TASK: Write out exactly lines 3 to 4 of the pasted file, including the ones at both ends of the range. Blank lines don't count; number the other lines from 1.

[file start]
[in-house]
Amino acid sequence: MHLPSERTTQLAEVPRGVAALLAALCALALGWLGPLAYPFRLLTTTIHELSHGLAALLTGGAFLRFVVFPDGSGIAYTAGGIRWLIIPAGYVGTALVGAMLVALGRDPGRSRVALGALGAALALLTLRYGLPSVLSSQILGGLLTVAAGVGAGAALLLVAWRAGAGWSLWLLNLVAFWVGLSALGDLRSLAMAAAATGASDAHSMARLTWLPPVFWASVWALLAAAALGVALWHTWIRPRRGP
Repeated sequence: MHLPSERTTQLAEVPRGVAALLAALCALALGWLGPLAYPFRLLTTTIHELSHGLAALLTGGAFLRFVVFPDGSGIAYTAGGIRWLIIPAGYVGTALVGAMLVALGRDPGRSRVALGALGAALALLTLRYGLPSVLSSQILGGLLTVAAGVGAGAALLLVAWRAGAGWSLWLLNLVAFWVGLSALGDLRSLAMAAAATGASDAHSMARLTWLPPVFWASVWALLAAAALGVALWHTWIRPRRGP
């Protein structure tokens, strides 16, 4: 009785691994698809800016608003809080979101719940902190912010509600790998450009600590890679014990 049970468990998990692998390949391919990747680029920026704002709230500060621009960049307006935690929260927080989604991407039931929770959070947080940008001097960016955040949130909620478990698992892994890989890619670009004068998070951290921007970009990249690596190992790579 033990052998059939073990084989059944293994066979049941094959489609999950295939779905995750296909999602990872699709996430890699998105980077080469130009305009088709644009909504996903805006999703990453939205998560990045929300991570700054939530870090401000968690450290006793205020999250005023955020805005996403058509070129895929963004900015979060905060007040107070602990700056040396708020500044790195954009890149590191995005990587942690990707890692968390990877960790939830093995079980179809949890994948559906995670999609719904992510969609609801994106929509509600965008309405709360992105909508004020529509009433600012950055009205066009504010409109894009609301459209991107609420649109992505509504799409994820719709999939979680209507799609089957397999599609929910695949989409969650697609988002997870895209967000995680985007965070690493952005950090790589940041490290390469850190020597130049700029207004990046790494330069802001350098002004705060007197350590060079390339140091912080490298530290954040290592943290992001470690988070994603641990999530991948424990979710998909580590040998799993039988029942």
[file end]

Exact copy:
Repeated sequence: MHLPSERTTQLAEVPRGVAALLAALCALALGWLGPLAYPFRLLTTTIHELSHGLAALLTGGAFLRFVVFPDGSGIAYTAGGIRWLIIPAGYVGTALVGAMLVALGRDPGRSRVALGALGAALALLTLRYGLPSVLSSQILGGLLTVAAGVGAGAALLLVAWRAGAGWSLWLLNLVAFWVGLSALGDLRSLAMAAAATGASDAHSMARLTWLPPVFWASVWALLAAAALGVALWHTWIRPRRGP
């Protein structure tokens, strides 16, 4: 009785691994698809800016608003809080979101719940902190912010509600790998450009600590890679014990 049970468990998990692998390949391919990747680029920026704002709230500060621009960049307006935690929260927080989604991407039931929770959070947080940008001097960016955040949130909620478990698992892994890989890619670009004068998070951290921007970009990249690596190992790579 033990052998059939073990084989059944293994066979049941094959489609999950295939779905995750296909999602990872699709996430890699998105980077080469130009305009088709644009909504996903805006999703990453939205998560990045929300991570700054939530870090401000968690450290006793205020999250005023955020805005996403058509070129895929963004900015979060905060007040107070602990700056040396708020500044790195954009890149590191995005990587942690990707890692968390990877960790939830093995079980179809949890994948559906995670999609719904992510969609609801994106929509509600965008309405709360992105909508004020529509009433600012950055009205066009504010409109894009609301459209991107609420649109992505509504799409994820719709999939979680209507799609089957397999599609929910695949989409969650697609988002997870895209967000995680985007965070690493952005950090790589940041490290390469850190020597130049700029207004990046790494330069802001350098002004705060007197350590060079390339140091912080490298530290954040290592943290992001470690988070994603641990999530991948424990979710998909580590040998799993039988029942």